6 Tips for Buying or Renting a Profitable E-mail List

While renting an email list is a great way to increase your company’s marketing reach, a poor-quality list can actually harm your performance and reputation. Follow the tips below to make sure you end up with a quality, profitable e-mail list.

  1. Avoid Junk Lists: Although it’s possible to rent an email list with hundreds or thousands of contacts for around $100, these so-called “junk lists” are likely to contain untargeted recipients who did not give their permission to receive information from companies. In addition to this practice being illegal, emailing these contacts essentially makes you a spammer.
  2. Buy Only Opt-in Lists: One of the keys to a top-notch email list is having contacts who have given their permission to receive emails. But, don’t just assume that recipients have opted in because a broker says they did. If a broker can’t demonstrate its permission strategy, you should opt out.
  3. The More Targeted, The Better: When it comes to email lists, bigger isn’t necessarily better. A large, more general list provides you with more contacts, but a smaller, more targeted list generally offers a higher response rate and therefore a better return on investment (ROI). So even though targeted list might cost more, it’s well worth the money.
  4. Ask About the List’s Performance: Before you rent an email list, it’s important to inquire about its past performance. Specifically, you should only rent a list with strong performances in three major metrics: open rate, delivery rate, and click-thru rate.
  5. Buy A Fresh List: With an email “decay” rate (emails that no longer work) of around 2.5% per month, making sure that a list is recent is vital. If it’s several months old, you could end up with a high percentage of addresses that are duds, which will hurt your potential ROI.
  6. Start Small: When it comes to the success of your marketing campaign, it’s always difficult to predict whether an email list will perform or not, even if it seems great on paper. To avoid investing a large sum of money in an underperforming list, conduct a trial campaign to gauge results. If they are promising, you can invest more in a subsequent campaign.

Does renting an e-mail list sound like it could help your business? If so, compare the cost to buy an e-mail list to the cost to rent an e-mail list. No matter which one you choose for your business, an e-mail marketing campaign could help you greatly improve your profits and advertise to potential customers.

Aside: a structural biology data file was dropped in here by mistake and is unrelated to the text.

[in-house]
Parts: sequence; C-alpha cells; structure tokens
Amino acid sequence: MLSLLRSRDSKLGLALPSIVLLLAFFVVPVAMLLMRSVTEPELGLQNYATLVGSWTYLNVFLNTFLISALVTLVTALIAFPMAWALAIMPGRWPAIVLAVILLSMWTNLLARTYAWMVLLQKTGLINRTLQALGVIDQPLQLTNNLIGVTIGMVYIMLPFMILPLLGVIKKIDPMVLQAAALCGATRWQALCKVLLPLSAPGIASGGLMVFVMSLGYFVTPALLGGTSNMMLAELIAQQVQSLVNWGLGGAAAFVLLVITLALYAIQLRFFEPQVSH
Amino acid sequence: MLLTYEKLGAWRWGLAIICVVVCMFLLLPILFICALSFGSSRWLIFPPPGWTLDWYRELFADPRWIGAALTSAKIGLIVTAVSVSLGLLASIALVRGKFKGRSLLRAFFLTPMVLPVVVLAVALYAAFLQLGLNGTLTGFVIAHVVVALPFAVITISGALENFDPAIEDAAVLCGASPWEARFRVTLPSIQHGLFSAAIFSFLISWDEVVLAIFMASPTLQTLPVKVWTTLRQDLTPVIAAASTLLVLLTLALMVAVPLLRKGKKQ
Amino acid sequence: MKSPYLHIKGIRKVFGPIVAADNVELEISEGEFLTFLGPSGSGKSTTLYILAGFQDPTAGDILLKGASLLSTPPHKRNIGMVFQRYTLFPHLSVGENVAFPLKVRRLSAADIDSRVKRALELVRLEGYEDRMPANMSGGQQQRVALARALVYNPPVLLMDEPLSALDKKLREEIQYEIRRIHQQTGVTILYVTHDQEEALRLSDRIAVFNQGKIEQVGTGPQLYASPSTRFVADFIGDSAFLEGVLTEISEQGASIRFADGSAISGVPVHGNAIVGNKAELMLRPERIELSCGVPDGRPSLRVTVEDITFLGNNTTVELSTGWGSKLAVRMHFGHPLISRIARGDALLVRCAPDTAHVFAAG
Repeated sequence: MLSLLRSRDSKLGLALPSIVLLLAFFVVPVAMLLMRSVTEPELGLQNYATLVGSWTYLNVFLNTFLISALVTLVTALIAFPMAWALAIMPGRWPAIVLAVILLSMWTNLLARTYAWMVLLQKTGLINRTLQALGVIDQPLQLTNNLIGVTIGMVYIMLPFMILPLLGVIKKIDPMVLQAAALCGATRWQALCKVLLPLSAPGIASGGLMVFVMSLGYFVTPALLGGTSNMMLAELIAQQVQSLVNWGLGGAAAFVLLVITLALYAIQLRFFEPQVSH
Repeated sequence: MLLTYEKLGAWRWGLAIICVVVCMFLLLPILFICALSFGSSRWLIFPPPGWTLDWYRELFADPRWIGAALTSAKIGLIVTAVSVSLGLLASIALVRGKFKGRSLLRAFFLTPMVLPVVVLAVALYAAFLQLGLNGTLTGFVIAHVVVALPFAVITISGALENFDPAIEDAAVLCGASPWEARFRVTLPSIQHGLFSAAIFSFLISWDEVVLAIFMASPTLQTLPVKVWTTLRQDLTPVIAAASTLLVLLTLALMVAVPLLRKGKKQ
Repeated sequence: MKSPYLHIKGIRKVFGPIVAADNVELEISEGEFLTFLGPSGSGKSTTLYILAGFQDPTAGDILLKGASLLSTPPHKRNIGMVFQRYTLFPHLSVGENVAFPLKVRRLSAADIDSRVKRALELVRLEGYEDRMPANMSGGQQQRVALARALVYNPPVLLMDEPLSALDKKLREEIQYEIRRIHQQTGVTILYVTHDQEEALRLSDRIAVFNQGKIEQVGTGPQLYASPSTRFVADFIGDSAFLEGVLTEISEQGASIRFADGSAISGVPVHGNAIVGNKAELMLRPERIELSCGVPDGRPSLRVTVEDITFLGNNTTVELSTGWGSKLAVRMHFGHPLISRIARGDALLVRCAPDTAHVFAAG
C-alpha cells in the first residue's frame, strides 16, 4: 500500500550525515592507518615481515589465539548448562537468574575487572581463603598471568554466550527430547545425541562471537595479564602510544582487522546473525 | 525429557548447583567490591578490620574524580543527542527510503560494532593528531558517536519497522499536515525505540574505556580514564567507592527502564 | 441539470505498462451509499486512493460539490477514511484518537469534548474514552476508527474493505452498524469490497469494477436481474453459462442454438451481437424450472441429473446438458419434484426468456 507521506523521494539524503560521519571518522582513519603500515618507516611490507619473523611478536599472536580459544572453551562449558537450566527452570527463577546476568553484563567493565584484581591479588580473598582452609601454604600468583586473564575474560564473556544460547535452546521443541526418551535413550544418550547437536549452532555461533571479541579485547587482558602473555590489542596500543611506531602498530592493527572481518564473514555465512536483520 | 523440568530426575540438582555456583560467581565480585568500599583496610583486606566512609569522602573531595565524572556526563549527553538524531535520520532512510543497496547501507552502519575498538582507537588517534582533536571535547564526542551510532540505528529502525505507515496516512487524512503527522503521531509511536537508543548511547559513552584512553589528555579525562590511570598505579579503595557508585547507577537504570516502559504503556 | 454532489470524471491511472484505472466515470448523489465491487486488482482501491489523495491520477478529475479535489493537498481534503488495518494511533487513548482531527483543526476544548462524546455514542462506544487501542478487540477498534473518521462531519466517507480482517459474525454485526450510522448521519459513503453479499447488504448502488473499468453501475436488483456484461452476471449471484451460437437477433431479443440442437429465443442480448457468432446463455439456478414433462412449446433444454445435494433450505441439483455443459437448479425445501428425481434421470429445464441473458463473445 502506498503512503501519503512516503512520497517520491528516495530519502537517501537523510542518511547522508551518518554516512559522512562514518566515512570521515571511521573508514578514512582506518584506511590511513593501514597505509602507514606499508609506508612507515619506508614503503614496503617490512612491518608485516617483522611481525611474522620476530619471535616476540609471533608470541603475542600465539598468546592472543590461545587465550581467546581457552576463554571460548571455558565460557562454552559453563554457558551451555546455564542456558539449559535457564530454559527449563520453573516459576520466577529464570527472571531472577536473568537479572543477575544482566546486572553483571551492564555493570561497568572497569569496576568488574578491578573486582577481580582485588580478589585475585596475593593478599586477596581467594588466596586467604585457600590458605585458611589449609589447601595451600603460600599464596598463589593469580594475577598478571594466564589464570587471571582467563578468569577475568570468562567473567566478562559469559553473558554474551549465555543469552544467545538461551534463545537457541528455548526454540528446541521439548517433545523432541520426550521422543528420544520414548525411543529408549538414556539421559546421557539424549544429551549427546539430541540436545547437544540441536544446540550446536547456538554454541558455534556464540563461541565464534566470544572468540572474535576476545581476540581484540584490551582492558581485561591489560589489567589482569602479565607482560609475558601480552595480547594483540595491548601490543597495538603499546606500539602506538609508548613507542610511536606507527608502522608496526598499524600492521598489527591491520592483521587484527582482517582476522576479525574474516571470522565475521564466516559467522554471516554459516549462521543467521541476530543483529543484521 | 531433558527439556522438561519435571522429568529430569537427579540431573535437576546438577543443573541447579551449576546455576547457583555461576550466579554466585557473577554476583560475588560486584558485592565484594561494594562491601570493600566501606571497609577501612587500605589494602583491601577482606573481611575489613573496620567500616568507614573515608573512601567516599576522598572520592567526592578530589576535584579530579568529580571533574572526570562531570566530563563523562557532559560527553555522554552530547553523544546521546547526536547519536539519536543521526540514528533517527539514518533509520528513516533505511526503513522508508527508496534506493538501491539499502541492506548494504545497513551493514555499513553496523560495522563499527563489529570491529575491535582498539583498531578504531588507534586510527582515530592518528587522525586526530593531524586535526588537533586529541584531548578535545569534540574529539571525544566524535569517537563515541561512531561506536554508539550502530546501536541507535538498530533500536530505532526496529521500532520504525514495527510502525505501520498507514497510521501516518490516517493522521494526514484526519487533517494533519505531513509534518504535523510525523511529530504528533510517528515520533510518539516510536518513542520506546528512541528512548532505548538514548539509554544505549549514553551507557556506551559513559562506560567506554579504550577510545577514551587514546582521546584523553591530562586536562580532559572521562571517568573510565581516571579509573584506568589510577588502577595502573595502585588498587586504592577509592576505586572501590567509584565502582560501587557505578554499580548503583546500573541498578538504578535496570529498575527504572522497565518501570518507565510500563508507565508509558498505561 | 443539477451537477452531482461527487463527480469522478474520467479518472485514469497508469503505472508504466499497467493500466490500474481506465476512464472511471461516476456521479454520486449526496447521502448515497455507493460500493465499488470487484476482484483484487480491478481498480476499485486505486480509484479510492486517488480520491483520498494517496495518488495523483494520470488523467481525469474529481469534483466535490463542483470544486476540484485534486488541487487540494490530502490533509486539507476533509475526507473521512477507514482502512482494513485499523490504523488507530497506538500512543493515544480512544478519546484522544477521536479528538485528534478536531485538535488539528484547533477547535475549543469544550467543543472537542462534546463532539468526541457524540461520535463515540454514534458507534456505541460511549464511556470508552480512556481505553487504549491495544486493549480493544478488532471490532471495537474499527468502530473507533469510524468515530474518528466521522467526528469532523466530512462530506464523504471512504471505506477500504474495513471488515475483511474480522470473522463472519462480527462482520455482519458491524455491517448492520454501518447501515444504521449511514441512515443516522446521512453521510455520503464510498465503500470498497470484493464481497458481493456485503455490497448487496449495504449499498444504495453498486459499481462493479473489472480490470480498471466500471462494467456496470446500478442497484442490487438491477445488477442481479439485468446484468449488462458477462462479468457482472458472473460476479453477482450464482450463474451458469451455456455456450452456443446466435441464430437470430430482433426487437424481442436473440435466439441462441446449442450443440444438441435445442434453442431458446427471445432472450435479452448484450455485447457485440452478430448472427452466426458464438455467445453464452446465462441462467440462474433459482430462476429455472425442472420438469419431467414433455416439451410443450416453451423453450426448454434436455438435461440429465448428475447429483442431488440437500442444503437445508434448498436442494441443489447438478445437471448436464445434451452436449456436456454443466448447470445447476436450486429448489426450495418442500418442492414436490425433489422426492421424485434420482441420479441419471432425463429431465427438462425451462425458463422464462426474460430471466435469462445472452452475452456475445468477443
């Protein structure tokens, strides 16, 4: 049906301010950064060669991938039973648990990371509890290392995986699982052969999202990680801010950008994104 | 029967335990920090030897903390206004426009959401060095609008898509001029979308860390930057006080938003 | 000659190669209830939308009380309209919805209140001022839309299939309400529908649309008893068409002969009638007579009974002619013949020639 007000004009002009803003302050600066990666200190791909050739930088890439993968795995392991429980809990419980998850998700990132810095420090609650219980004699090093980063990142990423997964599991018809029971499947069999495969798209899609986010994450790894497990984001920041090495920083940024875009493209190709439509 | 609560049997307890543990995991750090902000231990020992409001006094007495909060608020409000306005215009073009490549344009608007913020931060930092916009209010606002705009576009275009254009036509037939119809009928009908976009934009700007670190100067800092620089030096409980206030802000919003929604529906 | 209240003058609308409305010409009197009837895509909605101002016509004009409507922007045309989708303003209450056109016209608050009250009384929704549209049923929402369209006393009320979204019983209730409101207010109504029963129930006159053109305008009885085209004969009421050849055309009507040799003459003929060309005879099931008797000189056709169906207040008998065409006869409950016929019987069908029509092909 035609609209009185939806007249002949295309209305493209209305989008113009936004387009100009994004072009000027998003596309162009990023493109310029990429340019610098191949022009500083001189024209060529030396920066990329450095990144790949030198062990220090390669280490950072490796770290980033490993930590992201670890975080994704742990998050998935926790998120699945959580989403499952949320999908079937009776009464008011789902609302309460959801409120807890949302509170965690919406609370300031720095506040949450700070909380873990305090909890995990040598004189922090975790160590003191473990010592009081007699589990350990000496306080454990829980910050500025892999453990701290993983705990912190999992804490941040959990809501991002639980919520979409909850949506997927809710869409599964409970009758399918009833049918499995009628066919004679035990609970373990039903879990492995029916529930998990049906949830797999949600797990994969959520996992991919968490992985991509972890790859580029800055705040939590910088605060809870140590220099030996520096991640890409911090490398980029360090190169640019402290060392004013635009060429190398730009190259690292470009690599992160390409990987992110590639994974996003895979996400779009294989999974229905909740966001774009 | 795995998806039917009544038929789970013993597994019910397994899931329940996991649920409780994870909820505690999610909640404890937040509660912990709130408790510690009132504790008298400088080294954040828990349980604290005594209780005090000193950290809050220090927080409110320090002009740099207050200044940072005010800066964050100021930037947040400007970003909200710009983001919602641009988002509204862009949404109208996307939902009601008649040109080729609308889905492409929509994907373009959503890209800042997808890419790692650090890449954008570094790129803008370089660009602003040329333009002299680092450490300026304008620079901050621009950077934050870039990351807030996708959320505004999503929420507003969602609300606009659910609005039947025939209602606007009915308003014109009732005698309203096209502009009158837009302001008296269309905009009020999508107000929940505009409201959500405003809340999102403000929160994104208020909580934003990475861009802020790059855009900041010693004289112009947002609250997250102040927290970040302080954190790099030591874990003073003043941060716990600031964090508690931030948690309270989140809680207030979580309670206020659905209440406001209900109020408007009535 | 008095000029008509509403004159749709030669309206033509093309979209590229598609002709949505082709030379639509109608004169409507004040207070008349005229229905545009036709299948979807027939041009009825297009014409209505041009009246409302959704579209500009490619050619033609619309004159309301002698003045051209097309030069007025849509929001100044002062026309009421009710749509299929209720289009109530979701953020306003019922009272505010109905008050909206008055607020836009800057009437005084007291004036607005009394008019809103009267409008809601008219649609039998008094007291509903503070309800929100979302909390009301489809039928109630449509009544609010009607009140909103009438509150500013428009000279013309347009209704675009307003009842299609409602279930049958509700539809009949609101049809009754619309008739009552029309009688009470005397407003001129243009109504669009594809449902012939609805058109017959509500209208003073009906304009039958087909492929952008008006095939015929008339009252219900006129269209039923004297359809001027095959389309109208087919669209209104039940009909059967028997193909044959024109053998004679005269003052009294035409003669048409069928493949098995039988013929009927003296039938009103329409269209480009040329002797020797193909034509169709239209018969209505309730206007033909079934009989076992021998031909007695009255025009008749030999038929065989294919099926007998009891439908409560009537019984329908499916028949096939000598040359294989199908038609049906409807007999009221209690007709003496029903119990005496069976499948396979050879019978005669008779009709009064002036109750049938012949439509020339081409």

Dean Saliba

Dean Saliba is a freelance writer, professional blogger, media enthusiast, dirty football player and huge professional wrestling fan who covers a wide range of subjects and niches including, making money online, traffic generating, pro wrestling, blog reviews, football, how-to guides, music, internet marketing and more.


  • Isn’t renting email lists a bad thing?I think that It’s a Waste of Money.

    • Yes it is. Even if it is targeted, users may feel it annoying because it is not within their consent. Imagine yourself receiving such emails without even your knowledge of subscribing to them. It’ll definitely go to trash unless, you’ve got a killer offer.

      • Feye has pretty much said what I said in my earlier comment. In my opinion I’d stick with making my own list, it might be time consuming but it will be worth it in the long run.

    • While it may not be a waste of money I do thinks it is something I’d avoid as I think it would annoy people who may be on the list who have not necessarily have given their permission to have their email address sold.

  • In my opinion, the best way to build an email list is to offer free SEO/marketing pdf courses through subscription with e-mail. This way you will get targeted people with real e-mail addresses. Try to attract people in different ways to subscribe to the newsletter, to receive free e-courses, to join a contest with the e-mail address, anything that can bring you some correct e-mail addresses, and even targeted people. Thanks for sharing this great article, I’ve learned a few useful things from it.

  • Email lists to me only work on customers who are interested in products you sale. We all receive emails everyday from people with products or information which we are not interested in. I never read or open any of these emails with due to fear of a virus or something worse. Most of my time is spent really getting to know my customers and then ask them if they are interested in joining my email list. Or marketing my email subscription online. In both cases, it has been very successful. Many businesses have forgotten is good old customer service. Without our customers, we are nothing.

  • Why not just take the time in building your own email lists through the distribution of highly valuable content – for example, in the form of a useful e-book (along the same lines as Zvi was saying). Permission marketing at its best – and you don’t have to put a ton of effort into getting your prospects to recognize your brand because they opted in on your site!

    • Personally I would build it myself mainly because I wouldn’t want to spend money on buying a list. 😛 I’m in the process of writing a couple of free ebooks to entice people to join my list.

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